At the College of Mediators’ annual conference this month, one of the workshops was a brief introduction to the use of ‘Clean Language’.
We were divided into random pairs. One person in each pair spent 5 minutes asking the other questions about a hobby or interest. Then we swapped roles. Substantial information was revealed in 5 minutes about cycling (my partner’s hobby) and singing (mine).
The unusual aspect was that our trainer Trevor Horne would only permit us to use two types of question: (1) ‘and what kind of [cycling] is that [cycling]’ and (2) ‘and anything else about [cycling]’. The questions were reused several times, eg: ‘and what kind of [cycling holiday] is that [cycling holiday]’ and ‘and anything else about [cycling holiday]’.
The two questions do not introduce any information or opinions from the questioner whatsoever.
The following book was recommended to those of us who wanted to learn more: Clean Language: Revealing Metaphors and Opening Minds by Wendy Sullivan and Judy Rees
Writing in the Harvard Business Review this month, Sally Blount and Shana Carroll explain that staff will often resist organisational change for various reasons.
The authors provide a simple strategy for (1) identifying sources of resistance and (2) overcoming resistance by talking to resistors.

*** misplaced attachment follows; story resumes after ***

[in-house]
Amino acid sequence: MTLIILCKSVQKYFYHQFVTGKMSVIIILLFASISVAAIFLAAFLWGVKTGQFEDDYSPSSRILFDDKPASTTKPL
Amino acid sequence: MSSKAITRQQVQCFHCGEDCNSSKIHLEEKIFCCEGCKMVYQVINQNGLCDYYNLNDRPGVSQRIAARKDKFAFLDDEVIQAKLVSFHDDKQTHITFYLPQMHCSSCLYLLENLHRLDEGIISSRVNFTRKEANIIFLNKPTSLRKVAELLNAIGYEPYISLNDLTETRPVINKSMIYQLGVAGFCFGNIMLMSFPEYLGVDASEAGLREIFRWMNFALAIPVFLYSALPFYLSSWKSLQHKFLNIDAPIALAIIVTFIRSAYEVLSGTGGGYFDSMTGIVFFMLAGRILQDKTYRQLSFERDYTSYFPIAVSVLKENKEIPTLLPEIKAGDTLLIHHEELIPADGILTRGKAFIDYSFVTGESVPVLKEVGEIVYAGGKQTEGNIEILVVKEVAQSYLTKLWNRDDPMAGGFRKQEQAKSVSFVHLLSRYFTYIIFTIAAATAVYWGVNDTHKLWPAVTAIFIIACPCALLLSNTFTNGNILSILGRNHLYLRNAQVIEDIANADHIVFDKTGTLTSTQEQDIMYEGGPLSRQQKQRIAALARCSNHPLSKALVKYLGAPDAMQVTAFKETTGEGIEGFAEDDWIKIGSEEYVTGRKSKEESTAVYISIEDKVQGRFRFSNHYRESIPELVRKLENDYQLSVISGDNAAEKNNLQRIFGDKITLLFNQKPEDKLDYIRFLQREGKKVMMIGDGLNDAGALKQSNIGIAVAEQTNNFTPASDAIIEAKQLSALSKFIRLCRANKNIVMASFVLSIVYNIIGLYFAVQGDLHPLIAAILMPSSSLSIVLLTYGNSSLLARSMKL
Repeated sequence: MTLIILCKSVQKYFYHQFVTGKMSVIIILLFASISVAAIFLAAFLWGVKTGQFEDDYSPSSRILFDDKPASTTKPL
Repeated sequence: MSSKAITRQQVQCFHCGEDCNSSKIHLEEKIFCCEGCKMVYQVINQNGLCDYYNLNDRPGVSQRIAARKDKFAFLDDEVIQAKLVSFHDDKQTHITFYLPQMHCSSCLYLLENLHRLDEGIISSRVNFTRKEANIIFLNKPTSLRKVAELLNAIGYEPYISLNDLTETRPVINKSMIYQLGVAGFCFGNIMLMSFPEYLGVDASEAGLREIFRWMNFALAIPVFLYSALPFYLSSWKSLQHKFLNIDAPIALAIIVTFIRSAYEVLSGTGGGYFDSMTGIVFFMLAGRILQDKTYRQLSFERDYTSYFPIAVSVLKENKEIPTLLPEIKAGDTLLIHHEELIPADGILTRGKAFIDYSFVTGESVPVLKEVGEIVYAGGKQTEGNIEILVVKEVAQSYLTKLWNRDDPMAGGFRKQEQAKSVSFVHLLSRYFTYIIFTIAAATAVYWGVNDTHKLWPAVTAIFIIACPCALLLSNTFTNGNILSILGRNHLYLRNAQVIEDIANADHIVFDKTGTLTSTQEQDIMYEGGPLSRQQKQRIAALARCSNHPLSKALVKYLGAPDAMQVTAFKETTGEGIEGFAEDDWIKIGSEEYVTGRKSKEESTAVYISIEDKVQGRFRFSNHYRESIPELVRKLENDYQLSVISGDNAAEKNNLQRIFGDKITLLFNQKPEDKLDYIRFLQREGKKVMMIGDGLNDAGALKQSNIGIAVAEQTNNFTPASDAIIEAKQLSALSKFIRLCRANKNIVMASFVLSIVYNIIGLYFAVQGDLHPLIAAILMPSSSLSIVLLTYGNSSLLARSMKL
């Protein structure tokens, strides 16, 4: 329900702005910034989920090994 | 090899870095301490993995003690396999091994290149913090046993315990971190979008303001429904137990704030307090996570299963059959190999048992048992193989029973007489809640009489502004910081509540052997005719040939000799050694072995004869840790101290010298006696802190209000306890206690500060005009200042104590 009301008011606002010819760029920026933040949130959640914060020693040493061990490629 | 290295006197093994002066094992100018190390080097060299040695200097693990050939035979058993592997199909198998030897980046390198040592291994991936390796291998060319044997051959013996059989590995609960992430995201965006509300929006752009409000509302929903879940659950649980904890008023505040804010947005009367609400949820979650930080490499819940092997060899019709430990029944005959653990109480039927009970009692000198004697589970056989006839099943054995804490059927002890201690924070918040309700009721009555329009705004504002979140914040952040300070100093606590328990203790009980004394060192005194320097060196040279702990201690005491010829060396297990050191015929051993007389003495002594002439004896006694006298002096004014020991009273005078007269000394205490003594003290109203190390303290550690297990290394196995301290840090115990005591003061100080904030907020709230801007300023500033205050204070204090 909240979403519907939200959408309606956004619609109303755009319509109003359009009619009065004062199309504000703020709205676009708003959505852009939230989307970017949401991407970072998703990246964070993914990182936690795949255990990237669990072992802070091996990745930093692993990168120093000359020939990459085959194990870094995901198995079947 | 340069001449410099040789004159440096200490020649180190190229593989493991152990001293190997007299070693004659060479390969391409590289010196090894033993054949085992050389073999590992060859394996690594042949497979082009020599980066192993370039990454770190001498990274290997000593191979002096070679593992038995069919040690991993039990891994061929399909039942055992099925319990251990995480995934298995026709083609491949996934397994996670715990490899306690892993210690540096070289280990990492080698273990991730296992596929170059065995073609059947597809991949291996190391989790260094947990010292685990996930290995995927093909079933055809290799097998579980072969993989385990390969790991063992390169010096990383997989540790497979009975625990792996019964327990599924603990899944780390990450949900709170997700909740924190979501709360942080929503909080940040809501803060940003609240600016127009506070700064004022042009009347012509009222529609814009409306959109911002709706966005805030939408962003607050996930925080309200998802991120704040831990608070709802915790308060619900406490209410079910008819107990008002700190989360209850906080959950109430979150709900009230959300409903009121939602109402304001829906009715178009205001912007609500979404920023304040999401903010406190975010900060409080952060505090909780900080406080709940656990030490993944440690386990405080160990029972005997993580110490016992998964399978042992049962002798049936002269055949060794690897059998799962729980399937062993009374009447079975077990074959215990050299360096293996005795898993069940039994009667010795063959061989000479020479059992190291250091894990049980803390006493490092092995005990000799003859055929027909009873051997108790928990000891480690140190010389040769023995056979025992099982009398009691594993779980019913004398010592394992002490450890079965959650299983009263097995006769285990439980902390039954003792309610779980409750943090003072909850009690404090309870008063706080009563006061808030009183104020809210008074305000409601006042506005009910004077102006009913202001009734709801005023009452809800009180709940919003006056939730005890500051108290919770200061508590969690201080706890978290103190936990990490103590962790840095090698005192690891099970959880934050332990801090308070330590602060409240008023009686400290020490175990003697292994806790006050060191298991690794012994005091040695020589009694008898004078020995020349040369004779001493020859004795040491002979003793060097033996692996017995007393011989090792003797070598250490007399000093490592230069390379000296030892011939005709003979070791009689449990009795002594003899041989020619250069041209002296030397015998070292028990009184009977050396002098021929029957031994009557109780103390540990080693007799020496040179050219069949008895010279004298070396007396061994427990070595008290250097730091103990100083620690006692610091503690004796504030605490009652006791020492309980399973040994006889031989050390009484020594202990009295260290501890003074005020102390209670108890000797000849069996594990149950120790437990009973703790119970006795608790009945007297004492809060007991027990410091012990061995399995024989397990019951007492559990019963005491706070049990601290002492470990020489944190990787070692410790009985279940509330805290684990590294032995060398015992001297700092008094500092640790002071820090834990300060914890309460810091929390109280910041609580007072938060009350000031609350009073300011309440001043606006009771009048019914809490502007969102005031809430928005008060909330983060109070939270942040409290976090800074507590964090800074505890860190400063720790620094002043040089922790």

When talking to resistors, the authors advise managers to focus on listening: ‘… no matter how brilliant your plan or persuasive your argument, you must make everyone feel understood. That starts and ends with listening. When you’re in these conversations, make sure to take up no more than 20% of the airtime, and when you do speak, try to repeat back what you’ve heard as much as possible.’
The article, which is only two pages long, is available here.
Mediation is usually seen as an alternative to litigation or arbitration.
Yesterday, Pope Francis urged Mediation as an alternative to war.
Speaking about the escalating dispute between North Korea and the United States he said:
“We are talking about the future of humanity. Today, a widespread war would destroy – I would not say half of humanity – but a good part of humanity, and of culture, everything, everything. It would be terrible. I don’t think that humanity today would be able to withstand it.”
The Pope went on to say: “There are so many facilitators in the world, there are mediators who offer themselves, such as Norway for example … it is always ready to help. That is just one but there are many. But the path is the path of negotiations, of a diplomatic solution …”
The NHS is continuing to embrace mediation.